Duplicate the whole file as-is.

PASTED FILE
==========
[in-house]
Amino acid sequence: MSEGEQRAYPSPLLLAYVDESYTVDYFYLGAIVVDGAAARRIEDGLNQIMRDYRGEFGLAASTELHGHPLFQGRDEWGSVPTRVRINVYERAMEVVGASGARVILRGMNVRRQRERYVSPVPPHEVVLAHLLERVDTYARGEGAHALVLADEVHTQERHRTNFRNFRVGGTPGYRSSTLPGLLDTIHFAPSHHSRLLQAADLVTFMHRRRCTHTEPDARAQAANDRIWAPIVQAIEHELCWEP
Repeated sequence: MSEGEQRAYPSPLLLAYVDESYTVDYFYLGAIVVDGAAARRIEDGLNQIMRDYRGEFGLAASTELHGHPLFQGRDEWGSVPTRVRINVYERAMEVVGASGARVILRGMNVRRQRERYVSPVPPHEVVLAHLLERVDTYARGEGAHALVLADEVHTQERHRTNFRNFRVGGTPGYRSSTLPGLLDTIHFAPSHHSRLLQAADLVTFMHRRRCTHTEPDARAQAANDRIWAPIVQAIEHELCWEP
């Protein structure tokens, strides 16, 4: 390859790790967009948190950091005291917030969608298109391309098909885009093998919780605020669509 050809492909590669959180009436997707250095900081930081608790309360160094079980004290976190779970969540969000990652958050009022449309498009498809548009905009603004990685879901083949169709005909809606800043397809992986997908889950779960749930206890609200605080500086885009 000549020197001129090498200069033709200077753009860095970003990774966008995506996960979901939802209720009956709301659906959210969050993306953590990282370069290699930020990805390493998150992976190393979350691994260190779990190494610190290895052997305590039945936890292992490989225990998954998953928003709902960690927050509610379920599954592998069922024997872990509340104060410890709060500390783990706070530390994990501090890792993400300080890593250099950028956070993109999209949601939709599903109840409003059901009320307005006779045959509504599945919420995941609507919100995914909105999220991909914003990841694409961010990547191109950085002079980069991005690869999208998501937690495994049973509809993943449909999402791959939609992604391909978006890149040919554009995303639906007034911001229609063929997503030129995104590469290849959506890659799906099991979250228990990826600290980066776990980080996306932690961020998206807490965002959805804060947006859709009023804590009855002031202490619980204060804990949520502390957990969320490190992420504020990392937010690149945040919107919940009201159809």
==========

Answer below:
[in-house]
Amino acid sequence: MSEGEQRAYPSPLLLAYVDESYTVDYFYLGAIVVDGAAARRIEDGLNQIMRDYRGEFGLAASTELHGHPLFQGRDEWGSVPTRVRINVYERAMEVVGASGARVILRGMNVRRQRERYVSPVPPHEVVLAHLLERVDTYARGEGAHALVLADEVHTQERHRTNFRNFRVGGTPGYRSSTLPGLLDTIHFAPSHHSRLLQAADLVTFMHRRRCTHTEPDARAQAANDRIWAPIVQAIEHELCWEP
Repeated sequence: MSEGEQRAYPSPLLLAYVDESYTVDYFYLGAIVVDGAAARRIEDGLNQIMRDYRGEFGLAASTELHGHPLFQGRDEWGSVPTRVRINVYERAMEVVGASGARVILRGMNVRRQRERYVSPVPPHEVVLAHLLERVDTYARGEGAHALVLADEVHTQERHRTNFRNFRVGGTPGYRSSTLPGLLDTIHFAPSHHSRLLQAADLVTFMHRRRCTHTEPDARAQAANDRIWAPIVQAIEHELCWEP
């Protein structure tokens, strides 16, 4: 390859790790967009948190950091005291917030969608298109391309098909885009093998919780605020669509 050809492909590669959180009436997707250095900081930081608790309360160094079980004290976190779970969540969000990652958050009022449309498009498809548009905009603004990685879901083949169709005909809606800043397809992986997908889950779960749930206890609200605080500086885009 000549020197001129090498200069033709200077753009860095970003990774966008995506996960979901939802209720009956709301659906959210969050993306953590990282370069290699930020990805390493998150992976190393979350691994260190779990190494610190290895052997305590039945936890292992490989225990998954998953928003709902960690927050509610379920599954592998069922024997872990509340104060410890709060500390783990706070530390994990501090890792993400300080890593250099950028956070993109999209949601939709599903109840409003059901009320307005006779045959509504599945919420995941609507919100995914909105999220991909914003990841694409961010990547191109950085002079980069991005690869999208998501937690495994049973509809993943449909999402791959939609992604391909978006890149040919554009995303639906007034911001229609063929997503030129995104590469290849959506890659799906099991979250228990990826600290980066776990980080996306932690961020998206807490965002959805804060947006859709009023804590009855002031202490619980204060804990949520502390957990969320490190992420504020990392937010690149945040919107919940009201159809």